South Koreans snap up gold from convenience stores, vending machines as soaring prices stir frenzy

Gold bars are displayed for sale alongside packaged kimchi and ramen in convenience stores across South Korea, with the yellow metal gaining among younger consumers in 2024.

South Korea’s largest convenience store chain, CU, has reportedly been teaming up with the Korea Minting and Security Printing Corporation to stock bite-sized gold bars in retail stores and vending machines throughout the country. A post on the chain’s Instagram account on April 1 announced the new additions to the store’s stock.

Since then, CU stores have rolled out three types of small gold ingots weighing between 0.1gm and 1.87gm, with prices ranging from 77,000 won (US$56.4) to 225,000 won (US$165.76), the post shows. The tiny bars come with a variety of messages for birthdays and other occasions.

Korean news outlet Chosun Biz reported that the 1-gram bars, at 113,000 won (US$82.81) each, flew off the shelves in just two days. CNBC also reported that store chain GS25 is stocking tiny gold wafers in vending machines.

Young Koreans are leading the pack of buyers snapping up gold from CU stores, accounting for 41.3 per cent of the total purchases, according to data from the company’s app.

Asian nations have been buying large amounts of gold in 2024, with demand from consumers and global central banks helping push the metal to over US$2,400 per ounce in mid-April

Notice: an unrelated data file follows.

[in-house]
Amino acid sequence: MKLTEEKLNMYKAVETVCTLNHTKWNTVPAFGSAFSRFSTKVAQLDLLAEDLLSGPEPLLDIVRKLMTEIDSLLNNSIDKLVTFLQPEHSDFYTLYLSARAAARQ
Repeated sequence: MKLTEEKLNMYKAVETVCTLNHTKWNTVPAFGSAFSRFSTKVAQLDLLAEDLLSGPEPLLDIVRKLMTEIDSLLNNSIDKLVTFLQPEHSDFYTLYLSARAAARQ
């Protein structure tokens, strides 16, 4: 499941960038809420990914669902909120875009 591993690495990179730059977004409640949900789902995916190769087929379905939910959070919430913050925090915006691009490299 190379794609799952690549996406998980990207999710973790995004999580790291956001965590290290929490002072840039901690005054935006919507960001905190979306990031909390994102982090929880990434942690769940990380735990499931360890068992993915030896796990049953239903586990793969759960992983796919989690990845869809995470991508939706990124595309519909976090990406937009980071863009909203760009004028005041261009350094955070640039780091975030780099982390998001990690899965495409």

According to a report by the World Gold Council, South Korea alone has seen a 20.2 per cent surge in gold demand over the past year. However, the country’s central bank has not joined the gold rush, keeping its gold reserves steady at 104.4 tonnes since 2013.



Chinese consumers sell off old jewellery amid record high gold prices

Chinese consumers sell off old jewellery amid record high gold prices

Meanwhile, Asia’s largest economy – China – has rapidly ramped up its gold holdings. Gen Z buyers are snatching up miniature bottles of “gold beans,” fearing a weakening Chinese yuan amid economic challenges and a strong US dollar. Its central bank has also been adding more gold to reserves as the country continues efforts to de-dollarise.

Wall Street heavyweights are also bullish on gold. Top economist David Rosenberg predicted a potential 30 per cent surge, no matter what the economy does in the near-term. Meanwhile, market veteran Ed Yardeni forecasts a whopping 50 per cent increase for the commodity by the end of 2025.

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